That said, as a helmet I really like it, the polycarbonate shell is strong and like all Caberg lids, the quality in the manufacture is clear to see. It’s comfortable in use and is no noisier than any other dual-sport lid.
The flip-up can be locked in the elevated position and is doubly homologated for use open or shut. The peak folds back with the chin bar then locks back into place when it’s closed again.
The visor, which features a Pinlock insert to prevent misting, fits the eye-port well and the peripheral vision is very good. I found the fit very comfortable and the sizing for me (medium 57-58cm) was spot on.
The added bonus is the integral sun shield, which is spectacle friendly and operated by a slide lever on the crown. The sun-shield is not overly long, so shouldn’t touch your nose.
Finally, I should add that the addition of the peak is no afterthought gimmick. It is a sturdy, well-designed item that doesn’t rattle or vibrate even at motorway speeds.
It complements the helmet and goes to prove that it hasn’t been rushed out just to fill a niche in the market.
In a line: Flip front comes to the adventure bike market.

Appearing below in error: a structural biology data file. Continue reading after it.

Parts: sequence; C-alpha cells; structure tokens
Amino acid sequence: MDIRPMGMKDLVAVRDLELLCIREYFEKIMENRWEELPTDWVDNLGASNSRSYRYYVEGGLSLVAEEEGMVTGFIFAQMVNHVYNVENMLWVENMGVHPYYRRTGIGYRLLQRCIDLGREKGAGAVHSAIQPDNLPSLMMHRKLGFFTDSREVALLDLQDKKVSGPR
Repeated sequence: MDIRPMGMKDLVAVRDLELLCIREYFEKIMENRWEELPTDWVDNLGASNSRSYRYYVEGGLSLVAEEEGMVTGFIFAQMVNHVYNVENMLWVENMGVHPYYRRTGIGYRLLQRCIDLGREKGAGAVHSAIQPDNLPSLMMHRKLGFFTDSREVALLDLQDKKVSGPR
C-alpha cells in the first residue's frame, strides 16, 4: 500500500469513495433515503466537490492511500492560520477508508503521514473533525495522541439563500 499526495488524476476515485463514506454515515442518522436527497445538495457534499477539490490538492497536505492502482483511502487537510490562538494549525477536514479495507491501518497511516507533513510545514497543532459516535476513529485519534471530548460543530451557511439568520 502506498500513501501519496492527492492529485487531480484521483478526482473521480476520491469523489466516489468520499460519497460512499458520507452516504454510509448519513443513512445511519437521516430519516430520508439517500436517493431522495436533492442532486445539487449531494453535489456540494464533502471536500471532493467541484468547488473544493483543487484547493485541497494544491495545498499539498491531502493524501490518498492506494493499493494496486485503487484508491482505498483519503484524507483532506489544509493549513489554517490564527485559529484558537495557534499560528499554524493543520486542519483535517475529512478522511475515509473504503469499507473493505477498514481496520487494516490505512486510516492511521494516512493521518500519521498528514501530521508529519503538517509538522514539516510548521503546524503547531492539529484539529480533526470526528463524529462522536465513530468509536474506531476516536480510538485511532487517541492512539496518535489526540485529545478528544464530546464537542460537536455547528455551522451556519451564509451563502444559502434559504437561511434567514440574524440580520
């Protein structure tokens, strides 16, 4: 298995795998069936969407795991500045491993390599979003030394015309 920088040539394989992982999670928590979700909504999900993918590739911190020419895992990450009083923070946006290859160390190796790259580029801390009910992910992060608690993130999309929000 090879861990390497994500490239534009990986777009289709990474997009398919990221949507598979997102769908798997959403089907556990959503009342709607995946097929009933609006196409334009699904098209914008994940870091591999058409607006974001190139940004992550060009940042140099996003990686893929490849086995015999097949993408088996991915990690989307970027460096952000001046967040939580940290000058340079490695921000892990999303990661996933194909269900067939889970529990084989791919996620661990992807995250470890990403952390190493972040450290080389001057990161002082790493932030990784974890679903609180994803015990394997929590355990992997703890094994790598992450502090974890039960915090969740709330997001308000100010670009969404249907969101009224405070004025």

This is the Virb Elite, proposing to be a serious rival to the GoPro. In terms of picture quality it is, or near as damn it.
You’d be hard-pressed to tell the two apart. So a plus point already.
What we also like about the Garmin unit is the chunky on/off button, which you can operate with gloves on.
The Virb is also Hitech, featuring built-in Wi-Fi and GPS, meaning that when you plug it into your computer for playback the route is being traced on a map as the footage plays along, offering speed, direction and altitude. It’s all very clever.
Unlike the GoPro the Virb doesn’t require a waterproof case, proving waterproof to a metre for up to 30 minutes.
It also has a cool self-levelling system in the optic, meaning that whether the unit is mounted flat or upright, the viewing lens rights itself to make sure your footage is on the straight and narrow.
What we don’t like about it is the fiddly access to the memory card port (beneath the battery).
The unit also feels heavy on your helmet and like the GoPro and many other helmet cams has the ability to make you feel self-conscious.
In future iterations of these devices, we hope for smaller, more compact dimensions, perhaps with a central command unit and wireless optics easily located about your person or on the bike.